“Supermarkets in the U.K., France, Germany and Switzerland have withdrawn products including frozen lasagnas, burgers and spaghetti Bolognese meals from their shelves,” according to the Feb. 25, Wall Street Journal, with the Swedish furniture giant, IKEA, being the latest company pulled in to the scandal.
IKEA sells meatballs which are labeled as containing pork and beef, but according to the WSJ report, “pulled a batch of frozen meatballs tested horse-positive by Czech authorities and marketed as Köttbullar from all countries where they had been sold: the Czech Republic, Slovakia, Hungary, France, the U.K., Portugal, Italy, the Netherlands, Belgium, Spain, Greece, Cyprus and Ireland,”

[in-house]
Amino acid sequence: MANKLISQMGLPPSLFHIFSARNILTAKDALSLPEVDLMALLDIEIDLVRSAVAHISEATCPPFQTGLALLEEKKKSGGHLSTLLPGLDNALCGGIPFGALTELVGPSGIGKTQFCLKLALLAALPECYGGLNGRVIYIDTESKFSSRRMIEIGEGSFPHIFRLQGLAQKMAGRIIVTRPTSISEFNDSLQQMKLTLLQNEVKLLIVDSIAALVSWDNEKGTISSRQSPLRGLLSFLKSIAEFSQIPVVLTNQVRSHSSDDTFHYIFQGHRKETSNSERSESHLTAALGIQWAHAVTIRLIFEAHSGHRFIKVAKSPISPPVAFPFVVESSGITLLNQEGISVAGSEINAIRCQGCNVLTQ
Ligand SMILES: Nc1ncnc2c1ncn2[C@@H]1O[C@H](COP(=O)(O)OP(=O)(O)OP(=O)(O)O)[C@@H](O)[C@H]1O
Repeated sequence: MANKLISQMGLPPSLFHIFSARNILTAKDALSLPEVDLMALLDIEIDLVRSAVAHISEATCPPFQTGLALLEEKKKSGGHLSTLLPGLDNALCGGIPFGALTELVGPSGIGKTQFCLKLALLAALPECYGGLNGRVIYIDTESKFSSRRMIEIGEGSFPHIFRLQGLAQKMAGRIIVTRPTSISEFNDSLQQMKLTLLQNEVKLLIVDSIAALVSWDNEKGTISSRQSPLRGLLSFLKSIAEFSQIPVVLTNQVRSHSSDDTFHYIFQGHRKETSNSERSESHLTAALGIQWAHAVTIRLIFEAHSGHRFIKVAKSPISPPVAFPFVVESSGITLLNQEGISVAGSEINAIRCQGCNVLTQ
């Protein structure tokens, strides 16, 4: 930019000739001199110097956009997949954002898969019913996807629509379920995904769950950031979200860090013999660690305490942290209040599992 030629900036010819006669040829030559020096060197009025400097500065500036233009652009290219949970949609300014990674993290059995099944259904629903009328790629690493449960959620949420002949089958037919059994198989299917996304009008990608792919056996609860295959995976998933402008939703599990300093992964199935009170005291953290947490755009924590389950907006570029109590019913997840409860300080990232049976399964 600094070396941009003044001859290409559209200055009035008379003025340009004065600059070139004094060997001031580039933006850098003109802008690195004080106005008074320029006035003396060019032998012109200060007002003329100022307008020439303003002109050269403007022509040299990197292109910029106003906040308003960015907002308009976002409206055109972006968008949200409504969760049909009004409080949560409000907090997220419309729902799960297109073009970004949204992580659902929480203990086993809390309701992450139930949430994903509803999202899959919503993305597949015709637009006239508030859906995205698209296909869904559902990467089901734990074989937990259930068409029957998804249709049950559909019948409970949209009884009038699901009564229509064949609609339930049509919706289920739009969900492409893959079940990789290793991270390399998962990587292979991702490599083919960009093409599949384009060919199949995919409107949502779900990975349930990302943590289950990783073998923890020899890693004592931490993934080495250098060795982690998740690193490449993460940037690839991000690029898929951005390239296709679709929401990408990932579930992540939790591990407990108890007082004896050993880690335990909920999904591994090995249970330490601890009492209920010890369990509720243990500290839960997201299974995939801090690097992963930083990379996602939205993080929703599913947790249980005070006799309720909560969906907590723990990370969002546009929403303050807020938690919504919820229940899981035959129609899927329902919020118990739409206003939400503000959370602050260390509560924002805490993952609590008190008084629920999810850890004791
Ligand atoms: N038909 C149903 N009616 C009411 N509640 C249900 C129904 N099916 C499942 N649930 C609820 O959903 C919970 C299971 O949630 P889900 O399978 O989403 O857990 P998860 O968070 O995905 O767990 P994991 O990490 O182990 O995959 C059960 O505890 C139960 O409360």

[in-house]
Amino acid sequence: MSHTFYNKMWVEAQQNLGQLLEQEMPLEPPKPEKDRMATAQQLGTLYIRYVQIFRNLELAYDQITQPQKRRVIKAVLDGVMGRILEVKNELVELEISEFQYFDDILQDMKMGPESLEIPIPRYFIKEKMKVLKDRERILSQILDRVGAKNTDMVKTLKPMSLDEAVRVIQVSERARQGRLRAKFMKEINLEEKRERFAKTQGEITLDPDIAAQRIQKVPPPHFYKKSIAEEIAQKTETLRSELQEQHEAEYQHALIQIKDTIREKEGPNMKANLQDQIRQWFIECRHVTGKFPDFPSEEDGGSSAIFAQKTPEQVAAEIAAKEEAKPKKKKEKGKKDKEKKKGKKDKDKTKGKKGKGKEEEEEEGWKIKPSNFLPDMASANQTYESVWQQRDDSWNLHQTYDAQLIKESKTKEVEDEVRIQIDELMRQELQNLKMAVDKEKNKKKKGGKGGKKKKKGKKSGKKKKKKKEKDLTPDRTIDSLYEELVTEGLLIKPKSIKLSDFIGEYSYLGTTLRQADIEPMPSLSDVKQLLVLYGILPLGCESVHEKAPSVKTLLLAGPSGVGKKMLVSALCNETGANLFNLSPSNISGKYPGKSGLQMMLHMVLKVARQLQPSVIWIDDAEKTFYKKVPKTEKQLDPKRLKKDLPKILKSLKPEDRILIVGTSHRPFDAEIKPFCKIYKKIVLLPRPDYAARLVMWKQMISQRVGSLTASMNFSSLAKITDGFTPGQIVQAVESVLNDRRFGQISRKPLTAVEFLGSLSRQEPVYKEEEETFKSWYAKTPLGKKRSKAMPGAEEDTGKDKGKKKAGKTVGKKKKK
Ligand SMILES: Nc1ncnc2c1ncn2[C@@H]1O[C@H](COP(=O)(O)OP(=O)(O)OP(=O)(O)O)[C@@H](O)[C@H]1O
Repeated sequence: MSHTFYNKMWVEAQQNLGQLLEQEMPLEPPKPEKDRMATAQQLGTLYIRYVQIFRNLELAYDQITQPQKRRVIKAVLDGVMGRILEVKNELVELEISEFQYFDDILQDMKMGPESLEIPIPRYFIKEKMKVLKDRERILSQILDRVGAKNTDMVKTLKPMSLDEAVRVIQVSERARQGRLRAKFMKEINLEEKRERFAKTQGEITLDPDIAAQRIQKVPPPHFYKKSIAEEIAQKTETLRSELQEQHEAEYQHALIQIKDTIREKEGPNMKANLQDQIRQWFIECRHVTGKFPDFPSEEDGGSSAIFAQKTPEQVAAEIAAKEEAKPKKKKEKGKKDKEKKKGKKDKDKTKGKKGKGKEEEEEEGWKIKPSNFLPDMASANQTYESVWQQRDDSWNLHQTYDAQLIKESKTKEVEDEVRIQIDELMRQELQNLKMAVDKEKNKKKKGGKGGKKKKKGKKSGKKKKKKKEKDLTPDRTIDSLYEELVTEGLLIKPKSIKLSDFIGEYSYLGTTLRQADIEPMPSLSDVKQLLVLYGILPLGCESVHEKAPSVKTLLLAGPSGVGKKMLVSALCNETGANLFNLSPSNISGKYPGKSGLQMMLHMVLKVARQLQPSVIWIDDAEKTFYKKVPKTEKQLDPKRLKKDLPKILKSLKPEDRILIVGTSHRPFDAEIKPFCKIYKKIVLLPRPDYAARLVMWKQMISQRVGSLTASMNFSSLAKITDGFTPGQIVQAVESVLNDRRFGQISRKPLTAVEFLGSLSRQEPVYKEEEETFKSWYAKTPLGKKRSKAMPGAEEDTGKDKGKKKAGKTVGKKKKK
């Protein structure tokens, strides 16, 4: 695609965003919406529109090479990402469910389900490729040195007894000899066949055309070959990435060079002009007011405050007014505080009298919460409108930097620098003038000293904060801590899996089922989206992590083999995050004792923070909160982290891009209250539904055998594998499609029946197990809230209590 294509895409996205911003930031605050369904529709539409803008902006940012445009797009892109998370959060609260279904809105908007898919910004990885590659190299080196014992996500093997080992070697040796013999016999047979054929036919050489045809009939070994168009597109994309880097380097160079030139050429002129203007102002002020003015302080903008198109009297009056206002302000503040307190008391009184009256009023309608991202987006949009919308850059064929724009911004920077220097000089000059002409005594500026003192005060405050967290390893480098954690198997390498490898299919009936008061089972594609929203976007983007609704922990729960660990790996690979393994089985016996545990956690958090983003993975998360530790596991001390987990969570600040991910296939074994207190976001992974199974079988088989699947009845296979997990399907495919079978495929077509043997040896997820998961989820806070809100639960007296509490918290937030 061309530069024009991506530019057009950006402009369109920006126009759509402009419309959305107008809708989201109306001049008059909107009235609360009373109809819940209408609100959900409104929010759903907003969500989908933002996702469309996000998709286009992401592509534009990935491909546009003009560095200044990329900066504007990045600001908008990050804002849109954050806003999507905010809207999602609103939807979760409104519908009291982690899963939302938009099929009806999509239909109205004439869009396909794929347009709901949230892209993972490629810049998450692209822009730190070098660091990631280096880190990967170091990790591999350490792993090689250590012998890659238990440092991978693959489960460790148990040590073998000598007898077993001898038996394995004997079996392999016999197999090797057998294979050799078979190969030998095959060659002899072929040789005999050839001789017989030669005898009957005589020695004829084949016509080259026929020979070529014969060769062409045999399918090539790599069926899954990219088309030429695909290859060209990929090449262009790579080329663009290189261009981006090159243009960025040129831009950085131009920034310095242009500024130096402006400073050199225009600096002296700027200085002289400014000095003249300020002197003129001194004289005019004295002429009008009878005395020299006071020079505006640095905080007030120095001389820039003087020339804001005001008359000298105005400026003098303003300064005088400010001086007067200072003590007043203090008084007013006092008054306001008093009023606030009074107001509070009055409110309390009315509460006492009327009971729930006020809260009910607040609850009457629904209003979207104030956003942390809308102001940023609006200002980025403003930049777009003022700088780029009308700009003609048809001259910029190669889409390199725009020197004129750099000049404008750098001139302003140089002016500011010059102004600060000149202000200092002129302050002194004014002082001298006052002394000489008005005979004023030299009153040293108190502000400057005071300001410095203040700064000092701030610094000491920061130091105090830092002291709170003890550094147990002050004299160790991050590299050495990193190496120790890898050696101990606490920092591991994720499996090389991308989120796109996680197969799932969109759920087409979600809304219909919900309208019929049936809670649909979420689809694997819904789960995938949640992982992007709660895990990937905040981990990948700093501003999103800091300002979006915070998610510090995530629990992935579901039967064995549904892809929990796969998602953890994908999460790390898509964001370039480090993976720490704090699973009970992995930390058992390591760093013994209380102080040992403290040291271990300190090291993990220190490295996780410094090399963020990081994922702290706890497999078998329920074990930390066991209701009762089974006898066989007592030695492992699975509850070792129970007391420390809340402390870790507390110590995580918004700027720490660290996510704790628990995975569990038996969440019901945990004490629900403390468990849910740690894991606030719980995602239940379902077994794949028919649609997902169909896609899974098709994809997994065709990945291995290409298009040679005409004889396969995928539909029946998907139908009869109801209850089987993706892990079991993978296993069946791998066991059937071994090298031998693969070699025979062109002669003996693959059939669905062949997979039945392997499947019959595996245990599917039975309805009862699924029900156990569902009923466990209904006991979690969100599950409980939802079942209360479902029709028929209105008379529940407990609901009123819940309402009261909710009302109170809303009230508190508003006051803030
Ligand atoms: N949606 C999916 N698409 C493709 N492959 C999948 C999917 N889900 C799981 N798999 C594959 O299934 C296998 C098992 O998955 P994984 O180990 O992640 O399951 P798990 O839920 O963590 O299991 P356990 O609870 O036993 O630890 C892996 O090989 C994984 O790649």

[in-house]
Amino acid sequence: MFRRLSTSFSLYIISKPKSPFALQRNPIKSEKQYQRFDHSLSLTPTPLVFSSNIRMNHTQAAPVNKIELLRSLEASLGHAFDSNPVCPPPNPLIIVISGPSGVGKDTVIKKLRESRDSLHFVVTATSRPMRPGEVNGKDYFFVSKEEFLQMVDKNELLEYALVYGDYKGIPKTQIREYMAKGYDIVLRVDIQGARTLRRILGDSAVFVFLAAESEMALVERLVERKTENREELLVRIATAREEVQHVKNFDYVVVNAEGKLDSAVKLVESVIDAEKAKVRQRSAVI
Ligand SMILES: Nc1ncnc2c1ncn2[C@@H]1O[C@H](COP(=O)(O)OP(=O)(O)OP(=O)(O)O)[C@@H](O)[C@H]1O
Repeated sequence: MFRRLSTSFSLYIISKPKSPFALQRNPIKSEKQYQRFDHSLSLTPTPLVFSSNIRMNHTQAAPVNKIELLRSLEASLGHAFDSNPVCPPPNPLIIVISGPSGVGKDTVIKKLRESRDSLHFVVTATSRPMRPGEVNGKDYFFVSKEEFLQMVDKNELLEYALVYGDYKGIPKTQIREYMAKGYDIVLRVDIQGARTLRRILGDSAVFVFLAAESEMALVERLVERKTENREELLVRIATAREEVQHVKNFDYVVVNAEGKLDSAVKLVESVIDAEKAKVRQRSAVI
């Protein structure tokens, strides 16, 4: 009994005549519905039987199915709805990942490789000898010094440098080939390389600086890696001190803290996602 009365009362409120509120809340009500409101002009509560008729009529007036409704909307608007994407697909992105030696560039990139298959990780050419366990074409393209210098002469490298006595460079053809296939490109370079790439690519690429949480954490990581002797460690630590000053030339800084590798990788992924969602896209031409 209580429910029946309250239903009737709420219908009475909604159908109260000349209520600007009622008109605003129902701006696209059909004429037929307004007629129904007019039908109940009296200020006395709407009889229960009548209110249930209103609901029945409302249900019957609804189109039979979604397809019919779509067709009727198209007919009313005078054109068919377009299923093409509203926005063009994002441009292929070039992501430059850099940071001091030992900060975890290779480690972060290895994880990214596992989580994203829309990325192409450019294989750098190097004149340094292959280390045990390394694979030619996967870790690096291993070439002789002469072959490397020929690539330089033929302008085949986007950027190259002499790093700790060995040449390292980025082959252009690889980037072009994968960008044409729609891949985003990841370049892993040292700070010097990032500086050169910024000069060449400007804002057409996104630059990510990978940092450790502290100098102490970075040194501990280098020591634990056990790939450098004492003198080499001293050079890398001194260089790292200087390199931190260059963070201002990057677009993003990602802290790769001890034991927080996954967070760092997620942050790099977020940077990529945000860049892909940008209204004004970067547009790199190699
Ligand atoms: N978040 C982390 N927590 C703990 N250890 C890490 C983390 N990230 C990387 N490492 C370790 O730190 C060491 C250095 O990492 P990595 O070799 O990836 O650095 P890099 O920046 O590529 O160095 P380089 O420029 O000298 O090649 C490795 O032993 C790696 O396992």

IKEA spokeswoman Ylva Magnusson said that none of the products are harmful to eat. The issue is about proper labeling.
But the scandal has greater implications than just mislabeling.
Samples of the affected products have been collected to determine how much horse meat they contain, and “if the figure is less than 1%, the products would typically be considered to have been contaminated during the handling process rather than mixed with horse meat.”
Intentional mixing or accidental contamination?
Either way, Europe has a runaway horse scandal and somebody better grab the reins.
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